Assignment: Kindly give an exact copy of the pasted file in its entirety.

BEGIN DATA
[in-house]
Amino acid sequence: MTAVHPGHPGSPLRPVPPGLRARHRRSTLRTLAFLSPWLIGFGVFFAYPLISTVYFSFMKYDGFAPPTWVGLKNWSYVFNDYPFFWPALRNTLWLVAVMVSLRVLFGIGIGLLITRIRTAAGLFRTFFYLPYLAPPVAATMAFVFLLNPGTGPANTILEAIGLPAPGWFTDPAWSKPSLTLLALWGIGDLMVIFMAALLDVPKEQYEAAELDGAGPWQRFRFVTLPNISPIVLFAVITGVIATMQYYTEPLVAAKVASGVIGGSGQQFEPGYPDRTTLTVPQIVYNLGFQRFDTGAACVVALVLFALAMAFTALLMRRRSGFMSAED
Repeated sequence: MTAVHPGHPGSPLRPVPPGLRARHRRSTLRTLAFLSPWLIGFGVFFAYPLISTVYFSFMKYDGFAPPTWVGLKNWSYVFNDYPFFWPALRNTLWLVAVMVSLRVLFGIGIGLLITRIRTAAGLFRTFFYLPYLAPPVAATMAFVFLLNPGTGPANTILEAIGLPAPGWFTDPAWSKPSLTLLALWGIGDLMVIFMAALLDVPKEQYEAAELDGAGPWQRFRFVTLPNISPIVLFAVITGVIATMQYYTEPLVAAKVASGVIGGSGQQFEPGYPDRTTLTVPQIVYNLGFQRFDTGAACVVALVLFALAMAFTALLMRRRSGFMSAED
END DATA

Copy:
[in-house]
Amino acid sequence: MTAVHPGHPGSPLRPVPPGLRARHRRSTLRTLAFLSPWLIGFGVFFAYPLISTVYFSFMKYDGFAPPTWVGLKNWSYVFNDYPFFWPALRNTLWLVAVMVSLRVLFGIGIGLLITRIRTAAGLFRTFFYLPYLAPPVAATMAFVFLLNPGTGPANTILEAIGLPAPGWFTDPAWSKPSLTLLALWGIGDLMVIFMAALLDVPKEQYEAAELDGAGPWQRFRFVTLPNISPIVLFAVITGVIATMQYYTEPLVAAKVASGVIGGSGQQFEPGYPDRTTLTVPQIVYNLGFQRFDTGAACVVALVLFALAMAFTALLMRRRSGFMSAED
Repeated sequence: MTAVHPGHPGSPLRPVPPGLRARHRRSTLRTLAFLSPWLIGFGVFFAYPLISTVYFSFMKYDGFAPPTWVGLKNWSYVFNDYPFFWPALRNTLWLVAVMVSLRVLFGIGIGLLITRIRTAAGLFRTFFYLPYLAPPVAATMAFVFLLNPGTGPANTILEAIGLPAPGWFTDPAWSKPSLTLLALWGIGDLMVIFMAALLDVPKEQYEAAELDGAGPWQRFRFVTLPNISPIVLFAVITGVIATMQYYTEPLVAAKVASGVIGGSGQQFEPGYPDRTTLTVPQIVYNLGFQRFDTGAACVVALVLFALAMAFTALLMRRRSGFMSAED